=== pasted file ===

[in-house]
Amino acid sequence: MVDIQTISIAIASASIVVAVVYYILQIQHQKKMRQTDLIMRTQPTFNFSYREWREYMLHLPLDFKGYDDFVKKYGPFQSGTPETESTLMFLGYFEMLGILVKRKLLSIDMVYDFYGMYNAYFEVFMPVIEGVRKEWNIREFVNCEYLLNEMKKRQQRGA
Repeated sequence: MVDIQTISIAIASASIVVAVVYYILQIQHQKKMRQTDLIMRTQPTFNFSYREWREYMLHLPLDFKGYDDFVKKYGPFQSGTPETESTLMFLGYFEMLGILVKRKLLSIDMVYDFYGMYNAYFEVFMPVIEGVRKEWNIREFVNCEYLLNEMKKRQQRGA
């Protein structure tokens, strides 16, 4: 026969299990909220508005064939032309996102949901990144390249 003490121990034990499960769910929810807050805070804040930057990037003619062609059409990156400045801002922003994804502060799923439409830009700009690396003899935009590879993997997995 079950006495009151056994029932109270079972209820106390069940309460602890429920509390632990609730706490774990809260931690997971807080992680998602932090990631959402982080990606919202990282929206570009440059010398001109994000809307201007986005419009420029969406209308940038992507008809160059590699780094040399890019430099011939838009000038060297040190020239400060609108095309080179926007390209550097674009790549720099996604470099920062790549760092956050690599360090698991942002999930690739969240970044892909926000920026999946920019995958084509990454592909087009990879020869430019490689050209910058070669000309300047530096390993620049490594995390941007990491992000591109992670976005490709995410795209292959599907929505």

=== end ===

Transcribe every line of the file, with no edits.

[in-house]
Amino acid sequence: MVDIQTISIAIASASIVVAVVYYILQIQHQKKMRQTDLIMRTQPTFNFSYREWREYMLHLPLDFKGYDDFVKKYGPFQSGTPETESTLMFLGYFEMLGILVKRKLLSIDMVYDFYGMYNAYFEVFMPVIEGVRKEWNIREFVNCEYLLNEMKKRQQRGA
Repeated sequence: MVDIQTISIAIASASIVVAVVYYILQIQHQKKMRQTDLIMRTQPTFNFSYREWREYMLHLPLDFKGYDDFVKKYGPFQSGTPETESTLMFLGYFEMLGILVKRKLLSIDMVYDFYGMYNAYFEVFMPVIEGVRKEWNIREFVNCEYLLNEMKKRQQRGA
């Protein structure tokens, strides 16, 4: 026969299990909220508005064939032309996102949901990144390249 003490121990034990499960769910929810807050805070804040930057990037003619062609059409990156400045801002922003994804502060799923439409830009700009690396003899935009590879993997997995 079950006495009151056994029932109270079972209820106390069940309460602890429920509390632990609730706490774990809260931690997971807080992680998602932090990631959402982080990606919202990282929206570009440059010398001109994000809307201007986005419009420029969406209308940038992507008809160059590699780094040399890019430099011939838009000038060297040190020239400060609108095309080179926007390209550097674009790549720099996604470099920062790549760092956050690599360090698991942002999930690739969240970044892909926000920026999946920019995958084509990454592909087009990879020869430019490689050209910058070669000309300047530096390993620049490594995390941007990491992000591109992670976005490709995410795209292959599907929505």